Billions spent on electricity in Ontario with no analysis or oversight: CD Howe Institute
Set Limits on Queen’s Park’s Power over Electricity Market, says CD Howe Institute
“It is remarkable that the expenditure of billions of dollars can be made with the stroke of a pen with virtually no oversight.”
February 24, 2016 – The government of Ontario should move away from controlling electricity planning, according to a new C.D. Howe Institute report. In “Learning from Mistakes: Improving Governance in the Ontario Electricity Sector,” author George Vegh argues that the government should face more checks and balances when spending electricity ratepayer money. The government should only set broad policy objectives and not make choices on which technologies and which suppliers should receive government contracts.
Over the last 10 years, the government has directed the expenditure of billions of dollars of public money on electricity projects with virtually no oversight or checks and balances. During this time, Ontario consumers have seen a large increase in electricity prices, with more to come.
“It is remarkable that the expenditure of billions of dollars can be made with the stroke of a pen with virtually no oversight,” commented Vegh.
In response to concerns about the rising cost of electricity and poor governance, most notably from the Auditor General’s report last December, the Ontario government has touted its proposed Bill 135 as the solution. However, far from solving the concerns about electricity-sector governance, the proposed Bill entrenches and expands the status quo and provides no role for oversight of government electricity directives.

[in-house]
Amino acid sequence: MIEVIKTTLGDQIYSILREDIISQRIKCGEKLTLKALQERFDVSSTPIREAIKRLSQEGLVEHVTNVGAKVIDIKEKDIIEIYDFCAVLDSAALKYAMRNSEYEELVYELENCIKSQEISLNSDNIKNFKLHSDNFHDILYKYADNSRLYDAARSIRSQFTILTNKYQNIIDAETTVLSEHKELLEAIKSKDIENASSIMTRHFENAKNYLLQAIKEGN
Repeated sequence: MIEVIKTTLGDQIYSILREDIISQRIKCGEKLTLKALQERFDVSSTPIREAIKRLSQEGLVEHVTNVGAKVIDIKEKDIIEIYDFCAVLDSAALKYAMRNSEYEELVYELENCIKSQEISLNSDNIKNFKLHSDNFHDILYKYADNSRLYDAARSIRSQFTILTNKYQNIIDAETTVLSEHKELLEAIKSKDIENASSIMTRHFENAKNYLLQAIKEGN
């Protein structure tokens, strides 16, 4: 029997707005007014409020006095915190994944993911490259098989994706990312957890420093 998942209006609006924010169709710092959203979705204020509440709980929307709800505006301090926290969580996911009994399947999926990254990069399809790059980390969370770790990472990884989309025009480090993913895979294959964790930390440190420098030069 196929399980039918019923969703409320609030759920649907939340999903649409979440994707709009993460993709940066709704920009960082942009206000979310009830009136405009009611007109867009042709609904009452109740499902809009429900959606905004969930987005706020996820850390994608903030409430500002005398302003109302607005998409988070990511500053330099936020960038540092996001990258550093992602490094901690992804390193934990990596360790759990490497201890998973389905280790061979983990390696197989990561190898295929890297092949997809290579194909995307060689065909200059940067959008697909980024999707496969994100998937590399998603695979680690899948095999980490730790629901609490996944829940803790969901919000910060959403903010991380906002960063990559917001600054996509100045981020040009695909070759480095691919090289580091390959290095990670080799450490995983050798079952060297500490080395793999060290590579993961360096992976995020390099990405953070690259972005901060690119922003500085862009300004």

The author proposes the following recommendations to improve the system:
- Move away from a central planning model towards a locally based supply obligation that aligns accountability with responsibility.
- Even if the government is to maintain its central role in setting outcomes, it can reduce its role in picking winners and losers. This requires increased reliance on market mechanisms, including requests for proposals, and capacity markets to meet operational and capacity needs based on demonstrable system requirements.
Vegh concluded: “Rather than extend and entrench the problems, Bill 135 should provide the opportunity to correct them.”
The C.D. Howe Institute is an independent not-for-profit research institute whose mission is to raise living standards by fostering economically sound public policies. Widely considered to be Canada’s most influential think tank, the Institute is a trusted source of essential policy intelligence, distinguished by research that is nonpartisan, evidence-based and subject to definitive expert review.
For more information contact: George Vegh, Counsel, McCarthy Tétrault, and Adjunct Professor, University of Toronto School of Public Policy and Governance, University of Toronto Law School and Osgoode Hall Law School; 416-865-1904, or email: email@example.com.